Sensitivity was calculated by dividing the number of true infected samples that gave a positive result in the test by the total number of true infected samples. Specificity was calculated by dividing the number of true negative samples that gave negative test results by the total number of true negative samples. The J index was calculated by the following formula:

J=(S+E)1

Where S is the sensitivity and E is the specificity. A J index was calculated for every OD value and the OD value with the best index was chosen as a cut-off.

RESULTS

When testing a known panel of human T. solium fecal samples from taeniasis patients, heterologous gut parasitic infections, and normal controls, the new hybrid WWE-ES coproantigen ELISA was 100% specific and 96.4% (27/28) sensitive for detection of T. solium taeniasis (Figure 1). There were no cross-reactions with fecal samples from T. saginata (N = 33) or T. asiatica (N = 6) carriers. Similarly, fecal samples for other parasite species (N = 20) were also negative and remained under the ELISA cut-off value.

The cut-off value was determined by two means: 1) by averaging the negative samples OD values plus 3 SD and 2) by assessing the value with the best J index. The cut-off values thus calculated were 0.108 by averaging the negative samples OD values plus 3 SD and 0.104 with a J index of 0.964. Both cut-off values were similar (Figure 1).

To estimate the detection sensitivity of the T. solium WWE-ES coproantigen ELISA, ES or WWE T. solium adult extracts were titrated into normal human feces. Using the J index determined cut-off of 0.104, the minimum detectable amounts of spiked antigen the test detected in human feces was 0.6 ng/mL of adult ES antigen and 19.5 ng/mL of adult WWE antigen (Figure 2).

The performance of the new WWE-ES ELISA for T. solium coproantigen detection was also compared with the standard WWE-ELISA.7 For the new test, the specificity was 100% and the sensitivity was 96.4%. The specificity and sensitivity of the standard WWE-ELISA for T. solium was 45.5% and 92%, respectively, with the same panel of human fecal samples. Notably, cross-reaction occurred in the latter test with 97% (32/33) of T. saginata taeniasis and 67% (4/6) of T. asiatica taeniasis cases but none of the heterologous non-Taenia infection controls (data not shown).

DISCUSSION

The accurate detection of Taenia solium tapeworm carriers is crucial for epidemiologic studies as well as surveillance and intervention programs.1 The development of an ELISA for T. solium coproantigen detection significantly improved the diagnosis of human taeniasis 7,16 but was genus specific rather than species specific.5 Before coproantigen tests, microscopy for detection of Taenia eggs in fecal samples, or the recovery and identification of tapeworm proglottids, were the only means to diagnose this gastrointestinal infection. Microscopy lacked sensitivity, because the detection of eggs in samples depended on the onset of the patent period of the parasite, and also Taenia eggs may only be shed intermittently. Furthermore, the species-specific parasitologic identification of the tapeworm depends on the recovery of non-degraded proglottids, which is not always possible. 5,19,26 The use of PCR to amplify DNA from proglottids recovered from feces or directly from eggs in a stool sample can provide species specificity but again relies heavily on the presence of parasite material (proglottids or eggs) and is not actually easy to perform in basic laboratories. 9,20 Detection of specific serum antibodies to T. solium adult tapeworm infections has been developed using immunosorbent assays, but as for any serologic assay that detects the presence of serum antibodies, such a test may not necessarily indicate a current infection. 21,22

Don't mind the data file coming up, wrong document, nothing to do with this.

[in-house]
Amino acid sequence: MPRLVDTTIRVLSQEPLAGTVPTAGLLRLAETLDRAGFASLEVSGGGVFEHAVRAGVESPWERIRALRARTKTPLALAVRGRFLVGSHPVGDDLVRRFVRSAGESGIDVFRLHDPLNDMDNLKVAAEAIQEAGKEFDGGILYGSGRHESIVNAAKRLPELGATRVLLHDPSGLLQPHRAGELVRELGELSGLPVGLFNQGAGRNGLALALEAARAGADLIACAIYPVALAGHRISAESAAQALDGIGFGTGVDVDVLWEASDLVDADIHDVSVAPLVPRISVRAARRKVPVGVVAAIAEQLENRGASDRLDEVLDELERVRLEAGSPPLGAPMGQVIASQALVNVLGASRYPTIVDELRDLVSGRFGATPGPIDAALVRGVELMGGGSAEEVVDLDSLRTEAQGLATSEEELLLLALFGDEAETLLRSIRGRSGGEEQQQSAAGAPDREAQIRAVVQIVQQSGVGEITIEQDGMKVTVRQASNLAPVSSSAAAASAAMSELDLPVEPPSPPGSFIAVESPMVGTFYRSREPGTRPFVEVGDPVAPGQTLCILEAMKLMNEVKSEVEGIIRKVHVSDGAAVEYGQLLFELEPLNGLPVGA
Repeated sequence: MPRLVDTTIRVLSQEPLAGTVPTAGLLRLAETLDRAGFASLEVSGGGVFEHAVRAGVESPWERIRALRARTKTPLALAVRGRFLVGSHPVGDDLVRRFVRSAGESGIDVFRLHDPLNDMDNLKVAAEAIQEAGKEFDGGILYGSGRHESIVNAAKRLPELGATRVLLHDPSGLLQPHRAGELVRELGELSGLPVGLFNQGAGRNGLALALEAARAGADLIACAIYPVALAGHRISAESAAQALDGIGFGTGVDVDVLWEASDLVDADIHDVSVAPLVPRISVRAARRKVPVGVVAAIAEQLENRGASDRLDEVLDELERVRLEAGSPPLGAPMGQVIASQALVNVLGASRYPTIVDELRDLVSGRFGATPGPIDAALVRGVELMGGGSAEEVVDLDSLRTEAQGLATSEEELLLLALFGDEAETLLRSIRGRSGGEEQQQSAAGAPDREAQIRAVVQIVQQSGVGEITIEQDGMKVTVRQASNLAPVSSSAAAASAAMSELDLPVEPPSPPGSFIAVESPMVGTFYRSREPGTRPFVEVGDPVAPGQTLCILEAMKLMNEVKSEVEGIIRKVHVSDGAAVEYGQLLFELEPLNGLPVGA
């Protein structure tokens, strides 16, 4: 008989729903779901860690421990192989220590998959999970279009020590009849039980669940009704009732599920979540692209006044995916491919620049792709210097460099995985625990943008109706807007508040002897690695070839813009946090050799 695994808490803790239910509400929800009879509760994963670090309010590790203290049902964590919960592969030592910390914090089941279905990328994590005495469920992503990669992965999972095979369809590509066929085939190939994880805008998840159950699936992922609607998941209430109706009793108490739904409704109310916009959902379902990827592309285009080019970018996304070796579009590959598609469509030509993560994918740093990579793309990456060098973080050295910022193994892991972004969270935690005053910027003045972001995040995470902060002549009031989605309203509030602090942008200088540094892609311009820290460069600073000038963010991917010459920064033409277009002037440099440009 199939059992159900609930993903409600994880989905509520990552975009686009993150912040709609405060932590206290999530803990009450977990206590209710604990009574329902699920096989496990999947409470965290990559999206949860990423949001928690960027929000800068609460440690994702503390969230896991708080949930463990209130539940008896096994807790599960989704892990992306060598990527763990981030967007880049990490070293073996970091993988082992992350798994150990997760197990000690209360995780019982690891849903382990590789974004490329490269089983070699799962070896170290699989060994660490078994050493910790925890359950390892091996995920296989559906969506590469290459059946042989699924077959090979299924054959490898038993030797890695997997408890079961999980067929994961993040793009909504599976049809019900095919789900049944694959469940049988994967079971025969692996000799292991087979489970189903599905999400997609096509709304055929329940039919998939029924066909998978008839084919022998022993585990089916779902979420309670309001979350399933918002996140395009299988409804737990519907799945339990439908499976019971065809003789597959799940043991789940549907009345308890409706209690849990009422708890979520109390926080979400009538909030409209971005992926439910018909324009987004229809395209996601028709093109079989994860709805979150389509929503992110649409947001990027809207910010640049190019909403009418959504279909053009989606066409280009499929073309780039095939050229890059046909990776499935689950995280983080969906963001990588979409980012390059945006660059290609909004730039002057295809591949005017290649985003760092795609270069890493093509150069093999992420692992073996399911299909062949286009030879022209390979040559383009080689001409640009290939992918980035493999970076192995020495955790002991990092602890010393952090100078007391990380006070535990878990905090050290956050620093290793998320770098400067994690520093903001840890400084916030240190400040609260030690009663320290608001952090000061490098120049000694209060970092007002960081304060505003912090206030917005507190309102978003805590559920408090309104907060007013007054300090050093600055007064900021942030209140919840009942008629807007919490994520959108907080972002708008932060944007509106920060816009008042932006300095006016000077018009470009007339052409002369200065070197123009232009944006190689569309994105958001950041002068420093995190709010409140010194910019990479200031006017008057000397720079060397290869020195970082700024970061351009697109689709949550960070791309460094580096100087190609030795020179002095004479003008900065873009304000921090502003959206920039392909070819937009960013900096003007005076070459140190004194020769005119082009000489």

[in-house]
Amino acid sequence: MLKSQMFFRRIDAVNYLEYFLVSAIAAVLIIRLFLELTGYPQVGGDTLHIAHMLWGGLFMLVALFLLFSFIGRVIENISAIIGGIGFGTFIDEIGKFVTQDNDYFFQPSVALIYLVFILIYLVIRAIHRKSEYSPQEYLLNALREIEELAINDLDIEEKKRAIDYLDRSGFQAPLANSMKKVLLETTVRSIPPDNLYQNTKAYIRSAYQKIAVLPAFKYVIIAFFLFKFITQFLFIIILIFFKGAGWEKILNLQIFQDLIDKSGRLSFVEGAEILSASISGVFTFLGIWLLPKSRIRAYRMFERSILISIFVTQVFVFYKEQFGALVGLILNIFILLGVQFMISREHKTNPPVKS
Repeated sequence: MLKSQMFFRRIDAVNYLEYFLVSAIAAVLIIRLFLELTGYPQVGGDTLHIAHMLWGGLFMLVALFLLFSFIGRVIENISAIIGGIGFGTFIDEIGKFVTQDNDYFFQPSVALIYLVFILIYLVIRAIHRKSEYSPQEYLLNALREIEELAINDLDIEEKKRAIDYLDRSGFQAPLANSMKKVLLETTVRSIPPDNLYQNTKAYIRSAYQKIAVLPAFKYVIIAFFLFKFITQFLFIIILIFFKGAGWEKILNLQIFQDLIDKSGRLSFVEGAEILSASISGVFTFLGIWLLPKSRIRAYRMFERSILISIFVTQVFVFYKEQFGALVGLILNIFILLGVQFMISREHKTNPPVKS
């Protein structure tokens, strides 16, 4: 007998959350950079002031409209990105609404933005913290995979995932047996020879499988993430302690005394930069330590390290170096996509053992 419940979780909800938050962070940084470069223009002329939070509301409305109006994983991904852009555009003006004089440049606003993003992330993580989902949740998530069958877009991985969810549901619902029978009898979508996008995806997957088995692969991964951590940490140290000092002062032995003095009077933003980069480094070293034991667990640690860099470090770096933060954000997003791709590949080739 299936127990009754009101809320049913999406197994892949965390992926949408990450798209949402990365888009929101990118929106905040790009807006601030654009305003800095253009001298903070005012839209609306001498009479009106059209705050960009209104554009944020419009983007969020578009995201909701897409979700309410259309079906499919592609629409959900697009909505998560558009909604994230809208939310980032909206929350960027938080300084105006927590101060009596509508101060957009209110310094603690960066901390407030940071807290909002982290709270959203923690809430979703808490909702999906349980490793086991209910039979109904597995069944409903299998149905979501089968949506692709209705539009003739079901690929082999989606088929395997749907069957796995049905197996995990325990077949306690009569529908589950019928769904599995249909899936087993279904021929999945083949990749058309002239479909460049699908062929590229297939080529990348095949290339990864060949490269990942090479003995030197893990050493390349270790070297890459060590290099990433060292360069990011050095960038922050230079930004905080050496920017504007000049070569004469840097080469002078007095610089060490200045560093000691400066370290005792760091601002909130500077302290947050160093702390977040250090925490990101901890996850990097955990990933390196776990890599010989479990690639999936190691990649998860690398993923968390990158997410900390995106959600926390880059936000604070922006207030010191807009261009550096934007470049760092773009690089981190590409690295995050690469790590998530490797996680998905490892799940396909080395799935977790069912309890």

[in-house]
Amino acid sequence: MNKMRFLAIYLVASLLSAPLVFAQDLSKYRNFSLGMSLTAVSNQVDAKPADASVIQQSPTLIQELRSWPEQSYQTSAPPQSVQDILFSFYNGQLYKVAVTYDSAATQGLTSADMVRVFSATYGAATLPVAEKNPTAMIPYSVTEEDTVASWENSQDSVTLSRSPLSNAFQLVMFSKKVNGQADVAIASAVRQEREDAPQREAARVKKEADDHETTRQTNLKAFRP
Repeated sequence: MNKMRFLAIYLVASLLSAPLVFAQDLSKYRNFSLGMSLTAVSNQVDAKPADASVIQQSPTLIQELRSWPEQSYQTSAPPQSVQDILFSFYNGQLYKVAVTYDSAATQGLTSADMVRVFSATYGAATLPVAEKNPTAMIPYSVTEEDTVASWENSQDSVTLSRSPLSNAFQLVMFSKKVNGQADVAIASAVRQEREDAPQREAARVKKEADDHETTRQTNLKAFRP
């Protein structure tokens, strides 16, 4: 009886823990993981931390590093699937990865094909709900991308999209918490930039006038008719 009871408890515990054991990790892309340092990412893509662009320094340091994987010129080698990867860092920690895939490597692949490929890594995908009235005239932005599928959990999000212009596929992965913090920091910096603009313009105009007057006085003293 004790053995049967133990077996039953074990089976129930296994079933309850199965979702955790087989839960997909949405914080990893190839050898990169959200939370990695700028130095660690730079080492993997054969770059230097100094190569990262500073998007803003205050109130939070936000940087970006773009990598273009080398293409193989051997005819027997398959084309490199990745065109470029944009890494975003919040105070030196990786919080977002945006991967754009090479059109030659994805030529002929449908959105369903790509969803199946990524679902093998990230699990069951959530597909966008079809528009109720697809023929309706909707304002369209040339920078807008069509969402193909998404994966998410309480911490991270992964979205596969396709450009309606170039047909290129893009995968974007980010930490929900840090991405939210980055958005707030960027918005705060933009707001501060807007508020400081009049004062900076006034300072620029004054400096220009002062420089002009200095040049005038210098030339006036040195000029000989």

The main aim of this study was to develop a more specific coproantigen ELISA test for T. solium taeniasis without affecting sensitivity. The coproantigen ELISA we developed used both anti-somatic and anti-ES adult antibodies and gave 100% specificity and 96.4% sensitivity for T. solium taeniasis detection with a parasitologically defined panel of fecal samples from human taeniasis infections as well as non-taeniid heterologous infections. Importantly, the new “hybrid” coproantigen ELISA did not show cross-reactions with samples from 33 confirmed T. saginata carriers or 6 T. asiatica carriers.

Fecal samples tested for sensitivity assessment of this new coproantigen WWE-ES ELISA were selected from a panel of parasitologically confirmed T. solium samples that gave different OD values in the established genus-specific WWE-ELISA. Of the 28 proven T. solium stool samples tested, one sample (55351, from Tumbes, Peru) gave a negative value (i.e., false negative) in both the coproantigen ELISAs. Besides this individual sample, the WWE-ES ELISA achieved a good differentiation of the T. solium positive and negative samples (Figure 1). Variability in the positive OD values for fecal samples from T. solium carriers might be caused by variation in tegumental or ES antigen turnover and/or antigen concentration in stool samples. 15,17 It seemed that the optimal concentration of capture and conjugated antibodies, inclusion of 15% heat-inactivated fetal bovine serum diluent, and the use of TMB substrate (TMB Sureblue; KPL Inc., Gaithersburg, MD) also helped to further reduce any non-specific background OD values obtained in earlier test developments. ES products from taeniid tapeworms contain a range of low molecular weight antigenic proteins and large carbohydrate-rich surface molecules. 5,22